The "Galileo Galilei Medal" Award

When the GGI was established as a National Centre for Advanced Studies, INFN created the "Galileo Galilei Medal" award in honour of the founding father of the scientific method and of modern physics. Starting from 2019, the Galileo Galilei Medal is assigned every two years by a special committee appointed by the INFN president with the contribution of the GGI director, the chair of the INFN committee for heoretical physics and the INFN executive board.

The medal is assigned to one or more scientists (three at the most) who, in the 25 years before the date of the award, have achieved outstanding results on the areas of theoretical physics of interest to INFN, such as fundamental interactions between elementary particles, including gravity and nuclear phenomena.

The 2019 Galileo Galilei Medal was awarded to Juan Martin Maldacena for his ground-breaking ideas in theoretical physics, and especially for the discovery of duality between gravity and ordinary quantum field theory, with far-reaching implications.

The 2021 Galileo Galilei Medal goes to Alessandra Buonanno, Thibault Damour and Frans Pretorius for the fundamental understanding of sources of gravitational radiation by complementary analytic and numerical techniques, enabling predictions that have been confirmed by gravitational wave observations and are now key tools in this new branch of astronomy.

The three physicists Zvi Bern, Lance Dixon and David Kosower were awarded the 2023 Galileo Galilei Medal for the development of powerful methods for high-order perturbative calculations in quantum field theory. These powerful theoretical computational methods have been essential for comparing theoretical predictions with experimental results obtained at CERN Large Hadron Collider.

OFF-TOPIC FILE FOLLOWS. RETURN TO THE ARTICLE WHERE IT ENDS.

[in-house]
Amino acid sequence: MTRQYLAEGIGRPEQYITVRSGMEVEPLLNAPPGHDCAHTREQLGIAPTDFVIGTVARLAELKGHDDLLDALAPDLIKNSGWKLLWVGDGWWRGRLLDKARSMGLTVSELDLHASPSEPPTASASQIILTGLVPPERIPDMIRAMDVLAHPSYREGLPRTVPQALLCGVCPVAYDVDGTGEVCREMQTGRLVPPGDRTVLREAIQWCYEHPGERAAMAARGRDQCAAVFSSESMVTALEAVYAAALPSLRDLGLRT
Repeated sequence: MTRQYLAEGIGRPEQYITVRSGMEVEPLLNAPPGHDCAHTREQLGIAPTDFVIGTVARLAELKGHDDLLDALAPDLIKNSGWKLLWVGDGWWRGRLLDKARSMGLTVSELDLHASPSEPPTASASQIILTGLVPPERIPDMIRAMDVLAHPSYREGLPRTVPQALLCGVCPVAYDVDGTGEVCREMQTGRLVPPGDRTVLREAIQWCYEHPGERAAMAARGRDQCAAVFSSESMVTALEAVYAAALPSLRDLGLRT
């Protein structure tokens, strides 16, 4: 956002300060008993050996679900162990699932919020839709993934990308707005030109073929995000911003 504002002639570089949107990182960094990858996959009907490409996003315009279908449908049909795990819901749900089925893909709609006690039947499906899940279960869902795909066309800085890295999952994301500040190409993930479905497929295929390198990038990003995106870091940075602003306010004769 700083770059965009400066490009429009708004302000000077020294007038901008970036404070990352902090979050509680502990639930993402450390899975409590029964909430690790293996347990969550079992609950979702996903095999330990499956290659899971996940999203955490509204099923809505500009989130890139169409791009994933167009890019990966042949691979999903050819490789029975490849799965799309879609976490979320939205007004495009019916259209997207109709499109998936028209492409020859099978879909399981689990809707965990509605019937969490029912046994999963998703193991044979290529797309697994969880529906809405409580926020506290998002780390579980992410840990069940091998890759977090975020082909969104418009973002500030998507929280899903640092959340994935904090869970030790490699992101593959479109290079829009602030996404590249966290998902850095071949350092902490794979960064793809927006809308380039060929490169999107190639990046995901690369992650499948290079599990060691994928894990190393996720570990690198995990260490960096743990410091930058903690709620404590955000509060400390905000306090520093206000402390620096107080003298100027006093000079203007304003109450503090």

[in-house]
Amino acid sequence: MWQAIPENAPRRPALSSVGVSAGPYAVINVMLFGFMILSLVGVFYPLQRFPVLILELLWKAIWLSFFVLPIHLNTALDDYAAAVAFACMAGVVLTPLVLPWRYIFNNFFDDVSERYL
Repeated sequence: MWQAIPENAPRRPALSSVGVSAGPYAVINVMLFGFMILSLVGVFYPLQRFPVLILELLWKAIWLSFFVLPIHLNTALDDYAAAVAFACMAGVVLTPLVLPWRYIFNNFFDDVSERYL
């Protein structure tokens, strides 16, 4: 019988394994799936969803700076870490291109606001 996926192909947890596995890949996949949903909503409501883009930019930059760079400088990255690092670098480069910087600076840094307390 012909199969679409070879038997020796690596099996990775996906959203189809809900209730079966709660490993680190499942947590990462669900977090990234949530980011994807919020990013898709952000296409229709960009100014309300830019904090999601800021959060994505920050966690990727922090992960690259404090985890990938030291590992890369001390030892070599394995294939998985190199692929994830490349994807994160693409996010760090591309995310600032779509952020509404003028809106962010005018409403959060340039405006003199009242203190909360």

"There was a problem in the early nineties: try to make the most use of colliders that were under construction, like the LHC at CERN. A collider is a very complicated environment to try to learn the secrets of nature: it collides protons that are made up out of quarks and gluons, which interact with each other through a force called strong force. Particle theorists call it QCD, Quantum Chromo Dynamics, where Chromo stands for the colors of the quarks and the gluons exchanged in the collisions," explains Lance Dixon . "We were able to convert a property of QCD, known as unitarity, to a tool for doing more precise calculations, both for processes at the LHC but also in simpler processes."